Companies who use Twitter, Facebook and other social media platforms to do a background check on new employees could be infringing on European law in the nearest future.
The EU data protection working party has governed that company should have “legal backing” before intruding.
The approval is non-binding but will affect forthcoming changes to data protection laws.
A hiring firm called CareerBuilder suggests that 70% of companies make use of social networks to choose candidates.
The study also shows that similar percentages are also making use of online search engines to check for potential staff members.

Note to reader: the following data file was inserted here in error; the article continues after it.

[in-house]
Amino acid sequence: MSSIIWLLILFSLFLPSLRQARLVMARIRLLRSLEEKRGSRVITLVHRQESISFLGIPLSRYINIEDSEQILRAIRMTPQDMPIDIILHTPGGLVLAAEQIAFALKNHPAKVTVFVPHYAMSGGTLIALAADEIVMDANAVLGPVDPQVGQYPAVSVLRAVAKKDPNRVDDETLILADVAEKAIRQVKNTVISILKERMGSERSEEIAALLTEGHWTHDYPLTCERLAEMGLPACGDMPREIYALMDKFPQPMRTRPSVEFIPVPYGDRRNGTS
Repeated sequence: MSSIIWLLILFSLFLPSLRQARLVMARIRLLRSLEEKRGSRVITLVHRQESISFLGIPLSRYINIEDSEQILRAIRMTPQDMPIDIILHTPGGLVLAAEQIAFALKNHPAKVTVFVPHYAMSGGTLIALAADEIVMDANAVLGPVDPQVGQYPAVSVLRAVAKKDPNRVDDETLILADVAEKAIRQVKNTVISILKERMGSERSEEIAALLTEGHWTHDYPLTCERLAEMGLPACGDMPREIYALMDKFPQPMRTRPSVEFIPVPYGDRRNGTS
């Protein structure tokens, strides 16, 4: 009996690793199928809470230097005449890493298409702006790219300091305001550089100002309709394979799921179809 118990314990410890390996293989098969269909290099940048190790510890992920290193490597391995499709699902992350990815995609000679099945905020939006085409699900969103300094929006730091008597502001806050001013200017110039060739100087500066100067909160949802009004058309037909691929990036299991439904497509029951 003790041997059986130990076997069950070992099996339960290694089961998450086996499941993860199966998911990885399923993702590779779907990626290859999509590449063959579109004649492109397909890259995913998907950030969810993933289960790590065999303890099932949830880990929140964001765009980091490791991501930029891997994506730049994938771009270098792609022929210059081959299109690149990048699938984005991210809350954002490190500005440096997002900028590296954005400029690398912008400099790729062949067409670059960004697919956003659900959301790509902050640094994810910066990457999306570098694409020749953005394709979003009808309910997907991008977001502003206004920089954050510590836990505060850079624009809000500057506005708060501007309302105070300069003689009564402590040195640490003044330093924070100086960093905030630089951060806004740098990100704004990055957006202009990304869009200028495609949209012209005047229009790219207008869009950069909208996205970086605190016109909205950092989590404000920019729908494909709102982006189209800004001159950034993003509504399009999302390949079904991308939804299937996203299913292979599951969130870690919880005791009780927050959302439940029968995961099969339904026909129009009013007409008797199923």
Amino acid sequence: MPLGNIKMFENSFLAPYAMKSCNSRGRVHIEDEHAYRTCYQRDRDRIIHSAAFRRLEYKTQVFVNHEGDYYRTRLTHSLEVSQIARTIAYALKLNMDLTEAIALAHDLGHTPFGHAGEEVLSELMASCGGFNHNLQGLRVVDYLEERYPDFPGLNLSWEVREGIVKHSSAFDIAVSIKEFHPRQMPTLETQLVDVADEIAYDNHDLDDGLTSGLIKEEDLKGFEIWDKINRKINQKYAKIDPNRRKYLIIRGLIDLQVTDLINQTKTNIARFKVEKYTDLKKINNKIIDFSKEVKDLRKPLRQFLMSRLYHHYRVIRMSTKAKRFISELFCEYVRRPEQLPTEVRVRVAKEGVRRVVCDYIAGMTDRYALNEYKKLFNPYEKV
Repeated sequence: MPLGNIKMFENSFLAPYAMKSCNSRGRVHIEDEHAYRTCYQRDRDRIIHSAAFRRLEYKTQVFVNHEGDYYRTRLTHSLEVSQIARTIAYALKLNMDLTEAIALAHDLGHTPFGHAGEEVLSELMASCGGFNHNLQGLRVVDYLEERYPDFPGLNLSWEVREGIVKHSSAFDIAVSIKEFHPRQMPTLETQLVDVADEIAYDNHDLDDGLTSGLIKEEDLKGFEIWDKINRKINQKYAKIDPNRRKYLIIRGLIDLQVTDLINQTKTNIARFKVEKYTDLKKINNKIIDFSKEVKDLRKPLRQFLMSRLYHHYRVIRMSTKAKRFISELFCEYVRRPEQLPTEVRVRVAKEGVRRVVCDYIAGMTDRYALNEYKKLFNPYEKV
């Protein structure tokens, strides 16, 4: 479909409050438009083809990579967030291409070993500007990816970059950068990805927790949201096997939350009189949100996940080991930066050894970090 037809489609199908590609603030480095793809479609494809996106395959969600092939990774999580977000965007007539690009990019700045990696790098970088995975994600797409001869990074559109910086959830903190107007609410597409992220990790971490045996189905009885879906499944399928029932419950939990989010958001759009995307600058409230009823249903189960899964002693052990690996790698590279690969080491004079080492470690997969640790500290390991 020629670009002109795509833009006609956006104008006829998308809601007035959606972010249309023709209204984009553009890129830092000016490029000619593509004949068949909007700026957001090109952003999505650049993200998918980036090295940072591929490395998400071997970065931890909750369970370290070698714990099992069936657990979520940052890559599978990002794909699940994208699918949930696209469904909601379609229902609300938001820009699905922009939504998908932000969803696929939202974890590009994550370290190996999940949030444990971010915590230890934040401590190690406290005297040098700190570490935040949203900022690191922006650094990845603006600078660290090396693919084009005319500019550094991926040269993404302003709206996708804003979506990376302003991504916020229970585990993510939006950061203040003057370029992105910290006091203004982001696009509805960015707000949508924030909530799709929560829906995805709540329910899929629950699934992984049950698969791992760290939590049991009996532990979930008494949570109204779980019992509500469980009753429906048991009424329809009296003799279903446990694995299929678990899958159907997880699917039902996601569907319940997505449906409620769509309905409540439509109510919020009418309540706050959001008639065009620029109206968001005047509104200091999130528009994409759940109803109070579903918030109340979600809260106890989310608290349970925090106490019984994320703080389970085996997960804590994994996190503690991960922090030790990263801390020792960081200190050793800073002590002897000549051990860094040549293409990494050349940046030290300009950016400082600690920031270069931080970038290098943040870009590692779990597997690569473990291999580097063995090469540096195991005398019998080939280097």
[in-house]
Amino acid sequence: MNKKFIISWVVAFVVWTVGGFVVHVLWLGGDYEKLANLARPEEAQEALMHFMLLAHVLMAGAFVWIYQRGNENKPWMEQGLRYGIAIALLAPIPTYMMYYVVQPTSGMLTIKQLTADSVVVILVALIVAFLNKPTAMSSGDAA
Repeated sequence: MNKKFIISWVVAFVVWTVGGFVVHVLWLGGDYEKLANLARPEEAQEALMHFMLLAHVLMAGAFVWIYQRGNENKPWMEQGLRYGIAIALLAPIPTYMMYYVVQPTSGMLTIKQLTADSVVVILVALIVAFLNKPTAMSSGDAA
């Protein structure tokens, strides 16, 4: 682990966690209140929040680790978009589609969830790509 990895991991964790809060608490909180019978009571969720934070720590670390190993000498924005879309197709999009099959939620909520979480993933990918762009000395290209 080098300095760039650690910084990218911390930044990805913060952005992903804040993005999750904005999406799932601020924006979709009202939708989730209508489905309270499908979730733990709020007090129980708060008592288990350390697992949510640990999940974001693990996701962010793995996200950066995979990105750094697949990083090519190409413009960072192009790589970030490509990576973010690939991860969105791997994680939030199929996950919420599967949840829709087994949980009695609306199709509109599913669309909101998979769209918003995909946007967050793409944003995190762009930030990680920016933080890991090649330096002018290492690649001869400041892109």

The Article 29 working party’s Standard procedure will inform a reorganization of European data protection laws, which is the General Data Protection Regulation (GDPR), which will be effective from May 2018.
Their recommendations also propose that any data retrieved from an internet search of potential candidates must be appropriate and essential to the efficiency of the job.
“UK already had rules on company’s use of social media”. Peter Church, a technology specialist at law firm Linklaters, revealed.
Peter church said, “Making a friend request or requesting passwords is improper, although it is harder when it comes to the public.”
He further added that LinkedIn social network was “fair game” as it was organized that allows for potential employee screening.”
Mr Peter Church said “In theory, all companies should be following these fundamental regulations but, in reality, only a few abide by it. The GDPR may obligate firms to be a little more diligent about obeying the rules.”